Jordan said he is immersing himself in his new way of life since moving into the stately home
Posting to Instagram, Mr Rogers shared this image of a painting of his late father that hangs in the stately home. He captioned it: ‘Dad, I love you’
A video posted from inside the mansion shows a elderly relative of Jordan dancing along to a rap song along with the caption: ‘Nan raving’
Mr Rogers said he had to deal with some obstructive family members but finally got the test
Miss Hubber said on Facebook they were ‘over the moon and feeling very lucky to have such a gorgeous little boy’ and ‘can’t get over the feeling of love for him’.
Jordan, who had suspicions since the age of eight that Charles was his father, said: ‘He offered to do a DNA test when I was younger but it didn’t happen.
‘Then when I was 18, I knocked on his door and asked if I could have the test and he told me to do it through the solicitors. I was 18, so had other priorities.’
He added: ‘I’m now starting to get my feet under the table here.
‘People say I’m lucky but I would trade anything to be able to go back and for Charles to know I was his son. Maybe then he might have taken a different path.
‘I don’t need to work any more so want to set up a charity and help the Porthleven and Helston communities.
‘I’ve been at the point of worrying about the next bill and have had a tough start in life but now I’m here, I want to help people.
‘I’m not going to forget where I’ve come from.’
Mr Rogers has moved into the Penrose Estate between Helston and Porthleven in Cornwall along with his girlfriend and one-month-old baby son
Jordan said he decided to speak out to give a fuller picture of his father’s life before he died
It’s not the first time Jordan has found fame – five years ago, an online video of him breaking his back during a trampoline stunt went viral.
Penrose Manor House
The Grade II listed manor has an irregular square plan and a small courtyard.
It’s current value is unknown but the estate as a whole is estimated to be worth £50million.
The 17th-century country house was constructed for the Penrose family – probably for John Penrose who died in 1679.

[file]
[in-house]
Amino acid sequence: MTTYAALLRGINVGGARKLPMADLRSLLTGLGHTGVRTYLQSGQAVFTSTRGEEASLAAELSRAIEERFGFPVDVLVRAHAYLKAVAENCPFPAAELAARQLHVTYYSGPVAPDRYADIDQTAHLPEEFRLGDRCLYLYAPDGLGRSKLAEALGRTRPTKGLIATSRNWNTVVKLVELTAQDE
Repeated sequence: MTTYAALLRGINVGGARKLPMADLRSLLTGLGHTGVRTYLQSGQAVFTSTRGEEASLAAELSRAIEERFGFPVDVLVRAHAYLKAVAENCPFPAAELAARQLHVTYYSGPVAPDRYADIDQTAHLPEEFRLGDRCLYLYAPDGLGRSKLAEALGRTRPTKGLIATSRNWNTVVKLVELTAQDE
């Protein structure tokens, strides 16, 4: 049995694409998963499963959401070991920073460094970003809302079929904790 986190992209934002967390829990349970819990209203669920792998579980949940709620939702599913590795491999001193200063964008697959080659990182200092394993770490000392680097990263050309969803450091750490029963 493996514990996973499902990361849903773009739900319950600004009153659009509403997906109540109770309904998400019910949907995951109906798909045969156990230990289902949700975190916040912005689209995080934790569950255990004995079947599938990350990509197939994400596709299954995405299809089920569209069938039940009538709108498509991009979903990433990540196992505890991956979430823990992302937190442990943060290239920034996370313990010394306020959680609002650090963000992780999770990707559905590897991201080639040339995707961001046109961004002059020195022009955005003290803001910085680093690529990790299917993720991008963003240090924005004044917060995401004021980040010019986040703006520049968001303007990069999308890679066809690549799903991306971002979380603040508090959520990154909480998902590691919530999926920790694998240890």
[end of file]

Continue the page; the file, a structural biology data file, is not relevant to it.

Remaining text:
It was remodelled and extended from c. 1788 for John Rogers and c. 1832 for the Reverend John Rogers.
It was again extended 1863 by William Webb for John Jope Rogers and then remodelled in 1867.
A buttery was added in 1868 and the centre of the elevation towards Loe Pool rebuilt in 1927–28.
He drunkenly climbed a tree before jumping 20ft on to a trampoline, bouncing off and hitting a fence.
An inquest last week heard how Charles Rogers – who was made bankrupt six years ago after not paying his taxes – had struggled with drug abuse for many years and died of an overdose in his car outside the Grade II-listed farmhouse on the estate.
The inquest, held in Truro, heard that he was malnourished and neglected personal hygiene in the months before his death. Instead of living in his lavish home, he was sleeping in his car.
The first known owner of the estate was John de Penrose, in 1281. It remained in the Penrose family until it was bought in the 1770s by Hugh Rogers for £11,000.
Lieutenant Commander John Peverell Rogers, of the Royal Navy, donated the estate to the National Trust in 1974 – but left conditions about how it should be treated.
Within the estate lies the Loe Pool, the largest natural freshwater lake in Cornwall, and Lt Cdr Rogers insisted there should be no activities on the water, meaning fishing, swimming and boating are banned.
He died seven years ago, leaving the estate to his son Charles.
Jordan, who broke his back in a trampoline stunt gone wrong that went viral in 2014, said he had to deal with some obstructive family members in his attempt to prove who his father was